Starting with the dada inspired street performances of Baroness Elsa von Freytag-Loringhoven, this paper chronicles the artistic evolution and control of female self-representation through the manipulation of various technologies and media, i.e. print, performance, video, photography/montage, plastic surgery and fertility treatments. Much self-imaging found in contemporary art presents the body mediated, interpreted and reassembled through either a lens (camera) or screen (computer monitor, TV) — the resulting works celebrate a distracted and superficial “reality” reconstructed from personal, cultural and representational dislocations reflective of 20th century consumer practices.

 

Immateriality and Open Access: Net Art in its Natural ‘Habitat’

Presented at:
12th Biennial Symposium on Arts and Technology, Connecticut College, New London, CT, March 2010.

Critical Themes Conference, New School University, April 2008.

Since its inception in the mid 1990’s, the collective or rather “connective”, non- object oriented and interactive practices of networked media art (a.k.a. web or internet art) has never fit smoothly into the existing art world structure of materiality. Instead, its inherent immateriality pushes the boundaries and definitions of art and its material- based presentation structure. By its very nature, its creation and dissemination are antithetical to the traditional hierarchy of the art world’s closed and tightly controlled system of rewards and gatekeepers. Using a production of culture perspective as outlined by Richard Peterson in his essay “Cultural Studies Through the Production of Culture Perspective: Progress and Prospects” which posits that the culture in which the cultural objects are created, distributed, evaluated and preserved will influence their content and the creation process, this paper explores the ill fitting relationship that net art has with the prevailing object-oriented art world production environment.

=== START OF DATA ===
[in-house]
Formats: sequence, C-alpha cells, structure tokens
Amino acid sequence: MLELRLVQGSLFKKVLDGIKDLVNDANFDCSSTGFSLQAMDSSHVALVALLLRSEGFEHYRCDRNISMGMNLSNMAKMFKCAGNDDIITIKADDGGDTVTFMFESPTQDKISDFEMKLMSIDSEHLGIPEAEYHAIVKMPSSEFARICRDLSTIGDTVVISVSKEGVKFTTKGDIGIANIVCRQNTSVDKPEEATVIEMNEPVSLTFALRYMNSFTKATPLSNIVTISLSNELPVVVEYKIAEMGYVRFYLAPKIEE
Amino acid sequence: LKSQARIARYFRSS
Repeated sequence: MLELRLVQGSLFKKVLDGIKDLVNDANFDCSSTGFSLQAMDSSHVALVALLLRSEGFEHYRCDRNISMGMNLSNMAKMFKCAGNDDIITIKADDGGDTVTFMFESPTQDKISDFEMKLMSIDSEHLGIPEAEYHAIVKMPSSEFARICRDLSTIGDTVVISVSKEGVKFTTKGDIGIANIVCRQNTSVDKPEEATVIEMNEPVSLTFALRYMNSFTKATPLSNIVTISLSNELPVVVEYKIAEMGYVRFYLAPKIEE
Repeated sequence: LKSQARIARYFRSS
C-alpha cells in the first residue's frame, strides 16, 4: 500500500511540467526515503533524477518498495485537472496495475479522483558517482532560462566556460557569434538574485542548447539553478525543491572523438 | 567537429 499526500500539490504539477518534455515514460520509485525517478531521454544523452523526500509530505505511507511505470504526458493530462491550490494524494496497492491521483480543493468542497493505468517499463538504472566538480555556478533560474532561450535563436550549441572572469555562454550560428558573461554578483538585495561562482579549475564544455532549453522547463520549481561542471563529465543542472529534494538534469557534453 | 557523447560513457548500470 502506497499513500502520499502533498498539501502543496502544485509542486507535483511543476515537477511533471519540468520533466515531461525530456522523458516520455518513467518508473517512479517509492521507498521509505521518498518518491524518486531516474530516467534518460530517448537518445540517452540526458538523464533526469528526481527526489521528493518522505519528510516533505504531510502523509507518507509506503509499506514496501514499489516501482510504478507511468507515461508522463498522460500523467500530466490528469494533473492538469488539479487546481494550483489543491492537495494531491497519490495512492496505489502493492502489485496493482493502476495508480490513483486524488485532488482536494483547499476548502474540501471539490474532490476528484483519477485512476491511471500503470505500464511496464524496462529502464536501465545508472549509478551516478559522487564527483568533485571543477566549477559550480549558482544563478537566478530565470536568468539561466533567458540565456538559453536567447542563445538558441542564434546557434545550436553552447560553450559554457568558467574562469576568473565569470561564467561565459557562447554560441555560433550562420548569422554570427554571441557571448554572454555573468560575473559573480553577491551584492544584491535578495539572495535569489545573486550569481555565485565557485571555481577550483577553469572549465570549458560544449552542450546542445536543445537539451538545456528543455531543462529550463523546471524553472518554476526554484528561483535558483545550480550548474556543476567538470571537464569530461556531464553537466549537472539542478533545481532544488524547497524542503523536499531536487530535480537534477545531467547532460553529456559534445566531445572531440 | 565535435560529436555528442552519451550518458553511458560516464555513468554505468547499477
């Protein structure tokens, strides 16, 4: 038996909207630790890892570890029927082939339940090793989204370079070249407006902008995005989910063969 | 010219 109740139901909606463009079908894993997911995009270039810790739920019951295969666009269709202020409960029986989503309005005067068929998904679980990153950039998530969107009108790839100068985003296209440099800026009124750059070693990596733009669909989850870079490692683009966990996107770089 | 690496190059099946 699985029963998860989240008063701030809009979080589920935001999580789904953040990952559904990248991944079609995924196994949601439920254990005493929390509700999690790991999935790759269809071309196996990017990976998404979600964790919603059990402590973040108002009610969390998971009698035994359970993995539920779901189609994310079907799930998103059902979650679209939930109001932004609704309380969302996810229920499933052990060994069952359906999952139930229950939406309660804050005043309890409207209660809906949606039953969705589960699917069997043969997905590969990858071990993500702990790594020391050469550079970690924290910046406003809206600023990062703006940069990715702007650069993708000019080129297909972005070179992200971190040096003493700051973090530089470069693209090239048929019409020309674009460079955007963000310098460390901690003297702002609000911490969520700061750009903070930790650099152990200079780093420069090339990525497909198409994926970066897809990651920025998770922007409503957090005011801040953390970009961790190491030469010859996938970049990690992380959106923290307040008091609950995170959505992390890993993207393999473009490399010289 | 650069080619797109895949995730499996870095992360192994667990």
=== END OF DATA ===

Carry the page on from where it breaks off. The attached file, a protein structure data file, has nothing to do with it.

Examining net art examples on museum portal sites, in gallery and museum exhibitions, as well as artist created web sites, the DIY (“do-it-yourself”) practices of net artists and their audience are evaluated and compared to the material oriented practices of the current art world rewards system. In order for net art to maintain its very essence of open access, collaboration and interactivity and not be subsumed or converted into an appropriated material likeness of its “original” self, this paper suggests that net art needs to be available and exhibited within the environment in which it was created, a network, i.e. the web – thus, making the sanctioned art world portal sites just one avenue in the continuously expanding and inter-connected rhizomatic realm of online art viewing. As a result, alternative reward structures and gatekeepers are explored and suggested.